The craftsman carries a pickaxe and a protractor, and he is protected by a large apron. One might wonder if the sculptor of this stone bas-relief has made a self-portrait here.
Then comes soldier, peasant and cripple. The soldier carries his sword and a battle axe over his shoulder. In Hilscher's drawing it is a halberd.
The farmer carries a tied-up flail and a short sword. He is followed by the cripple on his crutch.
Only one of the nine plates is dedicated to the women: Abbess, noblewoman and peasant wife.
Since the duke is a portrait of Duke George, it is conceivable that the noblewoman portrays his late wife, Barbara. However, this is pure speculation.
Hilscher's drawing shows clearly how two geese stick their heads out of the farmer's wife's sack.
The last plate is unusual in that there are four figures and not just three. This plate had to be replaced in 1721, probably because the original broke during dismantling from the castle.
In Weck's drawing from 1680 the first man is shown as an elderly crooked gentleman with a beard turning away from the child. Hilscher disagrees, and in Hilscher's drawing it is a younger beardless man. The drawing to the right clearly shows that he is carrying a bag of coins.
The man appears too late in the dance to be a usurer, so these three people are interpreted as "without condition": youth and wealth, childhood and old age.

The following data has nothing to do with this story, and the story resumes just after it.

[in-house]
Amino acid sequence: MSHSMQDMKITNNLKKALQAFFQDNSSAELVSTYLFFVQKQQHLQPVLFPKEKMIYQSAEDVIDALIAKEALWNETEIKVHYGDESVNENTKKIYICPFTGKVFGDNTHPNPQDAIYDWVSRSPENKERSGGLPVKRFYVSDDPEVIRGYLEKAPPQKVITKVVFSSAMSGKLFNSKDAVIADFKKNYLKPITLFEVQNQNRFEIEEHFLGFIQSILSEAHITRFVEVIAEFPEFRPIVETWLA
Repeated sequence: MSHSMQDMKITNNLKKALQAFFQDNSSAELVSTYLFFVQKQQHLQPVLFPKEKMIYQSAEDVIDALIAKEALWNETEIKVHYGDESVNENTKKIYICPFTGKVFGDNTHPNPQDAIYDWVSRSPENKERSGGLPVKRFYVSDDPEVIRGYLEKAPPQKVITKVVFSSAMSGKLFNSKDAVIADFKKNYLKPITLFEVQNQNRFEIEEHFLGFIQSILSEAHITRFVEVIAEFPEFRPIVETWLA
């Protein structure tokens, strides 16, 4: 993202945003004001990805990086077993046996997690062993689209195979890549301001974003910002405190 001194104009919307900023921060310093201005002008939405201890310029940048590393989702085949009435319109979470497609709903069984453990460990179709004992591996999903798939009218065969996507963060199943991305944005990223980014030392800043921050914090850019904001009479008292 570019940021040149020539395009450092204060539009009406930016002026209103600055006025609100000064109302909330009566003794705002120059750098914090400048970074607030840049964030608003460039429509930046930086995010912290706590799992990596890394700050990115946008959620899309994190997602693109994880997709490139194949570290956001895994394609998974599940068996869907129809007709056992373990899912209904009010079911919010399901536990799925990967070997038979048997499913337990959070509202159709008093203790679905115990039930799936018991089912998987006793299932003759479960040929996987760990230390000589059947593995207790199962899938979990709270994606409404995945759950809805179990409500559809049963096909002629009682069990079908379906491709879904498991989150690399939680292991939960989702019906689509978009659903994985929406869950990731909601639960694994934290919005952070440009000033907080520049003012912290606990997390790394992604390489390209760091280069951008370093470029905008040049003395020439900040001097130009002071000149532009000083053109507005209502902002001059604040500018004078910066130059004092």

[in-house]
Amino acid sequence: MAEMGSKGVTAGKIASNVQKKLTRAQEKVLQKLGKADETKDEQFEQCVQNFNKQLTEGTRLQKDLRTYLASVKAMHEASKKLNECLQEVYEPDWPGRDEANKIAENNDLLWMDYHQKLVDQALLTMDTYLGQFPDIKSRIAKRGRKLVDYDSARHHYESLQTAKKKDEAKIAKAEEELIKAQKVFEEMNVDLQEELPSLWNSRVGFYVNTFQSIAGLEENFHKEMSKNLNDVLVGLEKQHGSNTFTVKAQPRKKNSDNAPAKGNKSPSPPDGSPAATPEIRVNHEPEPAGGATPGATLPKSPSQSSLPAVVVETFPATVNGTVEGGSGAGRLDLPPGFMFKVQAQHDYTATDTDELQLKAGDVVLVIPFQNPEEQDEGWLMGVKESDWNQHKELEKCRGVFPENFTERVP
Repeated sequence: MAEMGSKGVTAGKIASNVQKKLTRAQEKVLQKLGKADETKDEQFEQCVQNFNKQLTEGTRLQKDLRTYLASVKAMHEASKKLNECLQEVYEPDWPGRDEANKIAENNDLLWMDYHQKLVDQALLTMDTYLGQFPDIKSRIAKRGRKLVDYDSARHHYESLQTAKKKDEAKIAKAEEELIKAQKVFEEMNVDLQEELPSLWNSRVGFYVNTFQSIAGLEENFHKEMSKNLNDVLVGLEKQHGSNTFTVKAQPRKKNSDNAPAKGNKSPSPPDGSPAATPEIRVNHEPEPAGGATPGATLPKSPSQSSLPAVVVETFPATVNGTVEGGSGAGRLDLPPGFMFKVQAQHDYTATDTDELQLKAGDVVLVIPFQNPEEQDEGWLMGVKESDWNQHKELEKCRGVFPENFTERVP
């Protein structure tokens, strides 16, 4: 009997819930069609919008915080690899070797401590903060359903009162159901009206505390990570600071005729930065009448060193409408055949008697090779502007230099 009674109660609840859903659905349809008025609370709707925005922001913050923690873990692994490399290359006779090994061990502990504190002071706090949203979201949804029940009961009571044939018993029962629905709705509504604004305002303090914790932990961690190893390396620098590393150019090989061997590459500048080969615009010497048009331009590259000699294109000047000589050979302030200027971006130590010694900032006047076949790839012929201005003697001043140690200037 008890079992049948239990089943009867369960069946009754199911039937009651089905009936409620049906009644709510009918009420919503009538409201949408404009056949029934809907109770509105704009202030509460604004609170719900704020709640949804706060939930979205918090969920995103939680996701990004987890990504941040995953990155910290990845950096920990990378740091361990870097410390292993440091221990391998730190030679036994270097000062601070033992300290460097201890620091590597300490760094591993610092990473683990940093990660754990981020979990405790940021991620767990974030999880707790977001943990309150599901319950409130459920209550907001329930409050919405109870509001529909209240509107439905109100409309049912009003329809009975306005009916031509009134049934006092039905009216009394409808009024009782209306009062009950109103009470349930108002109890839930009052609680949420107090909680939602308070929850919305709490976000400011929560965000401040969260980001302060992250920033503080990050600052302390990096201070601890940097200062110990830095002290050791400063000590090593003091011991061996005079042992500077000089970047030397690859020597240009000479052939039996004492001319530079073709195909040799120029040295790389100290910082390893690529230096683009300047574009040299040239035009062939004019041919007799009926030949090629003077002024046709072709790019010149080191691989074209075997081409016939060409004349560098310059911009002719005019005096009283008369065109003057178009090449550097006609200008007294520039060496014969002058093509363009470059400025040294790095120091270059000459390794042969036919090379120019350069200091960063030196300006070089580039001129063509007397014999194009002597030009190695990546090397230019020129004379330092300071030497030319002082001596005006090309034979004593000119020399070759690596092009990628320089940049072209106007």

In Weck's drawing from 1680, the old man holds a knife in his hand, but in Hilscher's drawing and everywhere else, it turns out to be a hat. The child and the old man are dressed in rags, so maybe they are begging from the rich man who is clutching his money sack?
In the end Death appears for the third time and finishes the dance with his big scythe.
There's a crack between the old man and Death, so maybe there are two plates instead of one plate with four figures? On the one hand, the crack is vertical to make a nice, clean separation, but on the other hand, the crack destroys Death's shrouds (both of them) and Death's elbow.
The next and final chapter takes a brief look at the artist.
The previous chapter was about all the relocations.
The only one of Duke George's 10 children to survive him was Christine von Sachsen, who married Philipp von Hessen. Their marriage was, to put it mildly, unusual.
Wikipedia tells the twisted story of Philipp von Hessen's bigamous marriage.